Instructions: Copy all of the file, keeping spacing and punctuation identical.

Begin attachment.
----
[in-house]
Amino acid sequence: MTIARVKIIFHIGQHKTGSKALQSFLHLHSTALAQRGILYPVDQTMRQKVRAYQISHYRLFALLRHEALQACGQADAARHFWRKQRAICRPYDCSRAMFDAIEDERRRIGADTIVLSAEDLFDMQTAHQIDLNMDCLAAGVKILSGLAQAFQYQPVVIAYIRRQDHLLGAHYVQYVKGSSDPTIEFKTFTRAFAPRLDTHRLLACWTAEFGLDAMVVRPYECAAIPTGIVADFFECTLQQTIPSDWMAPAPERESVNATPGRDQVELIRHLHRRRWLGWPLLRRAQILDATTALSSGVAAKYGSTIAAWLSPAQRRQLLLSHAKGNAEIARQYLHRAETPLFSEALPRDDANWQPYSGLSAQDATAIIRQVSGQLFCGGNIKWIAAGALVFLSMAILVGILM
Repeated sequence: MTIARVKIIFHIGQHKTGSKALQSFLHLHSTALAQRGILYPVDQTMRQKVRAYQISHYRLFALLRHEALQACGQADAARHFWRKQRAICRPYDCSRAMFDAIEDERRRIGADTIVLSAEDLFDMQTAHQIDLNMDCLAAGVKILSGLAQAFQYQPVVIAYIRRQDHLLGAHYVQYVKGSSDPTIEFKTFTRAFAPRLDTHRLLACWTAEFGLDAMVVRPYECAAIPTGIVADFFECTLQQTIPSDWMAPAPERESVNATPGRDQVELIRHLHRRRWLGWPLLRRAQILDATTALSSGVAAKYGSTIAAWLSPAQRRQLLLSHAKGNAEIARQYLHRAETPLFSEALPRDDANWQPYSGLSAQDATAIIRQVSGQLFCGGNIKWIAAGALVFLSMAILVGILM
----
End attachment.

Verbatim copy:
[in-house]
Amino acid sequence: MTIARVKIIFHIGQHKTGSKALQSFLHLHSTALAQRGILYPVDQTMRQKVRAYQISHYRLFALLRHEALQACGQADAARHFWRKQRAICRPYDCSRAMFDAIEDERRRIGADTIVLSAEDLFDMQTAHQIDLNMDCLAAGVKILSGLAQAFQYQPVVIAYIRRQDHLLGAHYVQYVKGSSDPTIEFKTFTRAFAPRLDTHRLLACWTAEFGLDAMVVRPYECAAIPTGIVADFFECTLQQTIPSDWMAPAPERESVNATPGRDQVELIRHLHRRRWLGWPLLRRAQILDATTALSSGVAAKYGSTIAAWLSPAQRRQLLLSHAKGNAEIARQYLHRAETPLFSEALPRDDANWQPYSGLSAQDATAIIRQVSGQLFCGGNIKWIAAGALVFLSMAILVGILM
Repeated sequence: MTIARVKIIFHIGQHKTGSKALQSFLHLHSTALAQRGILYPVDQTMRQKVRAYQISHYRLFALLRHEALQACGQADAARHFWRKQRAICRPYDCSRAMFDAIEDERRRIGADTIVLSAEDLFDMQTAHQIDLNMDCLAAGVKILSGLAQAFQYQPVVIAYIRRQDHLLGAHYVQYVKGSSDPTIEFKTFTRAFAPRLDTHRLLACWTAEFGLDAMVVRPYECAAIPTGIVADFFECTLQQTIPSDWMAPAPERESVNATPGRDQVELIRHLHRRRWLGWPLLRRAQILDATTALSSGVAAKYGSTIAAWLSPAQRRQLLLSHAKGNAEIARQYLHRAETPLFSEALPRDDANWQPYSGLSAQDATAIIRQVSGQLFCGGNIKWIAAGALVFLSMAILVGILM